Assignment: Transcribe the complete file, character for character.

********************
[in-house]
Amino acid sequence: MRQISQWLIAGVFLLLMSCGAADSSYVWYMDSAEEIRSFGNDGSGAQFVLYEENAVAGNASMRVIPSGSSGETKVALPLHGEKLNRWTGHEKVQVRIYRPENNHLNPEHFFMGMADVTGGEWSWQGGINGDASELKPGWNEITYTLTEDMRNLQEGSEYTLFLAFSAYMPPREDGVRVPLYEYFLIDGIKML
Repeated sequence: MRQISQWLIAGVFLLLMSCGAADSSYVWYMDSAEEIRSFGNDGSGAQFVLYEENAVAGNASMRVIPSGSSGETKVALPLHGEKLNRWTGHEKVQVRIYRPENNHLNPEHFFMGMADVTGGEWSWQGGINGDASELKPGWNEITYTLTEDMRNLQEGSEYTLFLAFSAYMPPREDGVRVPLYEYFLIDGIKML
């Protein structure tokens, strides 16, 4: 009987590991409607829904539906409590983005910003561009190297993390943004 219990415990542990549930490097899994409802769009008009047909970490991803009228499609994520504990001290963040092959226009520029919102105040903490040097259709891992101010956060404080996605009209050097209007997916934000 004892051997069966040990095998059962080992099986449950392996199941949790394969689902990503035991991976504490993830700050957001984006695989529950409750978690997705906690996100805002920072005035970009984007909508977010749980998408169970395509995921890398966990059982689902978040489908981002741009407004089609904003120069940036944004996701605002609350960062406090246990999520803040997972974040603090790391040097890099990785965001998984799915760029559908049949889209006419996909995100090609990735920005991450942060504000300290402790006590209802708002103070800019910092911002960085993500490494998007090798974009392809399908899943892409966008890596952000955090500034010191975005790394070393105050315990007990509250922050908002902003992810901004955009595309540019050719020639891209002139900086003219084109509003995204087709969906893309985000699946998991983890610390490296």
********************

[in-house]
Amino acid sequence: MRQISQWLIAGVFLLLMSCGAADSSYVWYMDSAEEIRSFGNDGSGAQFVLYEENAVAGNASMRVIPSGSSGETKVALPLHGEKLNRWTGHEKVQVRIYRPENNHLNPEHFFMGMADVTGGEWSWQGGINGDASELKPGWNEITYTLTEDMRNLQEGSEYTLFLAFSAYMPPREDGVRVPLYEYFLIDGIKML
Repeated sequence: MRQISQWLIAGVFLLLMSCGAADSSYVWYMDSAEEIRSFGNDGSGAQFVLYEENAVAGNASMRVIPSGSSGETKVALPLHGEKLNRWTGHEKVQVRIYRPENNHLNPEHFFMGMADVTGGEWSWQGGINGDASELKPGWNEITYTLTEDMRNLQEGSEYTLFLAFSAYMPPREDGVRVPLYEYFLIDGIKML
């Protein structure tokens, strides 16, 4: 009987590991409607829904539906409590983005910003561009190297993390943004 219990415990542990549930490097899994409802769009008009047909970490991803009228499609994520504990001290963040092959226009520029919102105040903490040097259709891992101010956060404080996605009209050097209007997916934000 004892051997069966040990095998059962080992099986449950392996199941949790394969689902990503035991991976504490993830700050957001984006695989529950409750978690997705906690996100805002920072005035970009984007909508977010749980998408169970395509995921890398966990059982689902978040489908981002741009407004089609904003120069940036944004996701605002609350960062406090246990999520803040997972974040603090790391040097890099990785965001998984799915760029559908049949889209006419996909995100090609990735920005991450942060504000300290402790006590209802708002103070800019910092911002960085993500490494998007090798974009392809399908899943892409966008890596952000955090500034010191975005790394070393105050315990007990509250922050908002902003992810901004955009595309540019050719020639891209002139900086003219084109509003995204087709969906893309985000699946998991983890610390490296």